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Henry v. Florida Dept. of Corrections

United States District Court, N.D. Florida, Pensacola Division

March 10, 2017

MAURICE HENRY, Plaintiff,
v.
FLORIDA DEPT. OF CORRECTIONS, Defendants.

          ORDER AND REPORT AND RECOMMENDATION

          GARY R. JONES United States Magistrate Judge

         This case is before the Court for screening of Plaintiff's Amended Complaint, ECF No. 5. The Amended Complaint replaces Plaintiff's original pleading, ECF No. 1, docketed as a motion for writ of mandamus, and therefore the motion will be terminated as moot. Plaintiff has been granted leave to proceed as a pauper by separate order.

         Pursuant to 28 U.S.C. § 1915(e)(2), governing proceedings in forma pauperis, the Court shall dismiss a complaint if it is “(i) frivolous or malicious; (ii) fails to state a claim upon which relief may be granted; or (iii) seeks monetary relief from a defendant who is immune from such relief.” For the following reasons, it is respectfully recommended that the Complaint be dismissed for failure to state a claim upon which relief may be granted.

         Plaintiff is an inmate in the custody of the DOC presently confined at Santa Rosa Correctional Institution. The Complaint stems from an incident that occurred while Plaintiff was confined at Gulf CI. Plaintiff alleges that on September 1, 2016, he declared a psychological emergency and was escorted to the medical department and interviewed by a nurse official. He was told that he would have to wait to be seen by the mental health provider. The provider arrived and an officer informed her that Plaintiff was waiting to be seen. The provider responded that Plaintiff should be returned to his cell because he did not have an emergency, that he had been seen, and that she was not going to “play games.” Plaintiff was returned to his cell. On a later date, Plaintiff learned that he had been charged a medical co-payment of $5.00 for declaring the psychological emergency. Plaintiff sues the DOC, alleging that he was denied “due process” when the medical provider refused to see him and that the $5.00 co-payment was unconstitutional. Plaintiff seeks reimbursement of the co-payment. ECF No. 5.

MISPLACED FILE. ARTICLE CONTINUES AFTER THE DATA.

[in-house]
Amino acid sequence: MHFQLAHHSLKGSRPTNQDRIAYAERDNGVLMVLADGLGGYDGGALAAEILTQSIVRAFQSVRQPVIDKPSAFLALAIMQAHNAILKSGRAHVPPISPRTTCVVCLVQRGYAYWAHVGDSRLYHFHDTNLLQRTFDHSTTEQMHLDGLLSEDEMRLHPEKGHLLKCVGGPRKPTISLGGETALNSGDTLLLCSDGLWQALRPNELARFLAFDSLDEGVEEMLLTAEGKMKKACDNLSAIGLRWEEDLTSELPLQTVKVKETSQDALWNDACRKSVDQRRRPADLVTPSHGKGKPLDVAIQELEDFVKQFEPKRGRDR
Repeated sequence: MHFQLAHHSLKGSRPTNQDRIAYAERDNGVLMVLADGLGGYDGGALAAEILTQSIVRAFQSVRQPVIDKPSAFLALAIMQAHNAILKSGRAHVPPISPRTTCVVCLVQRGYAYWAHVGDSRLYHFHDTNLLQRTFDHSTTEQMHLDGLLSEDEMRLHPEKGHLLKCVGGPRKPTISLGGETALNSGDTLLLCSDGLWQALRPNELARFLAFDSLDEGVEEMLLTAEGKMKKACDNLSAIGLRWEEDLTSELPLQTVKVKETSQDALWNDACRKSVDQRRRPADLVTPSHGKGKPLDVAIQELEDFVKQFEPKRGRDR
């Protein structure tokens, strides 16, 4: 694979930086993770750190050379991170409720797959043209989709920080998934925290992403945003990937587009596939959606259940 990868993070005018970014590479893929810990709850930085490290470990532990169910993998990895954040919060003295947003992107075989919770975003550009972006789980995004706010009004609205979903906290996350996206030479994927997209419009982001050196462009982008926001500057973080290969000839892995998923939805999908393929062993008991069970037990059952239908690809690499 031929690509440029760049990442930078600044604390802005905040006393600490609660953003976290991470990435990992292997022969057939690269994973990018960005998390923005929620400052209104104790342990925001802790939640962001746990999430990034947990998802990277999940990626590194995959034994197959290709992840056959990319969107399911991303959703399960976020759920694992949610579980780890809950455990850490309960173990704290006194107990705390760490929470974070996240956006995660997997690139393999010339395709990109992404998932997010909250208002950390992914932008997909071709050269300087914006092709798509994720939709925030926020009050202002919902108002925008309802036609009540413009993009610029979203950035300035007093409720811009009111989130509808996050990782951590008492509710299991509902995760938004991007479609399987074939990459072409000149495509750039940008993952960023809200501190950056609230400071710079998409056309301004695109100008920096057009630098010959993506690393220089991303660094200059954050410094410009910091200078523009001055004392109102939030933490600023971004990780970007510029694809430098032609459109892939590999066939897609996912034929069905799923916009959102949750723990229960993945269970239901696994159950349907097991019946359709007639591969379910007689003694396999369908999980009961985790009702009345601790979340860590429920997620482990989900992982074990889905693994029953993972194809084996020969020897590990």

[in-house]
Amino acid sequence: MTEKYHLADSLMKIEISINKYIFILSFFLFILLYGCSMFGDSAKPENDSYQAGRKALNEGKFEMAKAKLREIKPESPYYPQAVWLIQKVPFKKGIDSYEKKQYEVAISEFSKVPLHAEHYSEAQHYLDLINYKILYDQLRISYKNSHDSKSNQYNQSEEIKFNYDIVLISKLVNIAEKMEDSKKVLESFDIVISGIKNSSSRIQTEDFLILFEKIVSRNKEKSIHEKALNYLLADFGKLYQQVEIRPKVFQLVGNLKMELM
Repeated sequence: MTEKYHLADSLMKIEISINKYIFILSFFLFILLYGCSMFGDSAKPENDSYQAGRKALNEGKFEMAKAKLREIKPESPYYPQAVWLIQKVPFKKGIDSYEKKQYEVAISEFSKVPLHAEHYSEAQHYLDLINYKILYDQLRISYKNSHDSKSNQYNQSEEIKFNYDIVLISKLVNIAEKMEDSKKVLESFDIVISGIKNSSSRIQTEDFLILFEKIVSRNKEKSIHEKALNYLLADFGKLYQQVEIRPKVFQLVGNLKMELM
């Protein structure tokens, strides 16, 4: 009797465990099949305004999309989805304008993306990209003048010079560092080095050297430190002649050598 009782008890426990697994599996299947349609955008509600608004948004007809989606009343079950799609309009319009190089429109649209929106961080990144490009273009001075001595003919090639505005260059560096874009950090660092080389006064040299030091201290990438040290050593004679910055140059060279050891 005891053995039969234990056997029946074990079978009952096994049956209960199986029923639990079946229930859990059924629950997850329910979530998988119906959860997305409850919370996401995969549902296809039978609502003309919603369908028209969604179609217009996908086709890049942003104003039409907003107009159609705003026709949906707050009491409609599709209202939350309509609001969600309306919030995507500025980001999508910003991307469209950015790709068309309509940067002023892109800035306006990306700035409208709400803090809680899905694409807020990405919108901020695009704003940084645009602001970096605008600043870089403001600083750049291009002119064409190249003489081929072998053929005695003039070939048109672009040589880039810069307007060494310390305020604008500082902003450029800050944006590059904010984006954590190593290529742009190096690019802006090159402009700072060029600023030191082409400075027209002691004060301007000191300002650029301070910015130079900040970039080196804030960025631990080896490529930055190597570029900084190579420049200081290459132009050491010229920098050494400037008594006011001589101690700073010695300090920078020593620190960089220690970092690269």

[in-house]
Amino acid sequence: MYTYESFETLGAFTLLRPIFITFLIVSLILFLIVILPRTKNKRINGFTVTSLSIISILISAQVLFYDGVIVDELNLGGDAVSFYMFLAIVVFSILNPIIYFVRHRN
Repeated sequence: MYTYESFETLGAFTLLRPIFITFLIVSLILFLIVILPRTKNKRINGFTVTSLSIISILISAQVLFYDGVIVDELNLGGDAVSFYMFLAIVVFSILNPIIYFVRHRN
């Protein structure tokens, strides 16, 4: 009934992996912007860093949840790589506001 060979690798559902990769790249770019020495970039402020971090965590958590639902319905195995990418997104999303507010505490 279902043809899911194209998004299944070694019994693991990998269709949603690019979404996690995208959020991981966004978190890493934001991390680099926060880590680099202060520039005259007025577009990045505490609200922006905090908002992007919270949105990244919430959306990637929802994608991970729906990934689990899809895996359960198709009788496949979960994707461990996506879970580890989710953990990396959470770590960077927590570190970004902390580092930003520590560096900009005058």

In any section 1983 action, two essential elements must be present:

1. conduct by a person acting under color of state law; and
2. the conduct must deprive a person of rights, privileges, or immunities secured by the Constitution or laws of the United States.

Parratt v. Taylor, 451 U.S. 527, 535 (1981), overruled on other grounds, Daniels v. Williams, 474 U.S. 327 (1986); Griffin v. City of Opa-Locka, 261 F.3d 1295, 1303 (11th Cir. 2001).

         In Estelle v. Gamble, 429 U.S. 97 (1976), the Supreme Court held that deliberate indifference to the serious medical needs of prisoners violates the Eighth Amendment prohibition against cruel and unusual punishment. “To prevail on a deliberate indifference to serious medical need claim, [a plaintiff] must show: (1) a serious medical need; (2) the defendants' deliberate indifference to that need; and (3) causation between that indifference and the plaintiff's injury.” Mann v. Taser Intern., Inc., 588 F.3d 1291, 1306-07 (11th Cir. 2009). To establish the second element, deliberate indifference to the serious medical need, the plaintiff must show: “(1) subjective knowledge of a risk of serious harm; (2) disregard of that risk; and (3) by conduct that is more than mere negligence.” Brown v. Johnson, 387 F.3d 1344, 1351 (11th Cir.2004); see also Farmer v. Brennan, 511 U.S. 825, 837, 114 S.Ct. 1970, 1979, 128 L.Ed.2d 811 (1994) (explaining that the plaintiff must show that the defendant was “both [ ] aware of facts from which the inference could be drawn that a substantial risk of serious harm exist[ed], and he must also [have] draw[n] the inference”).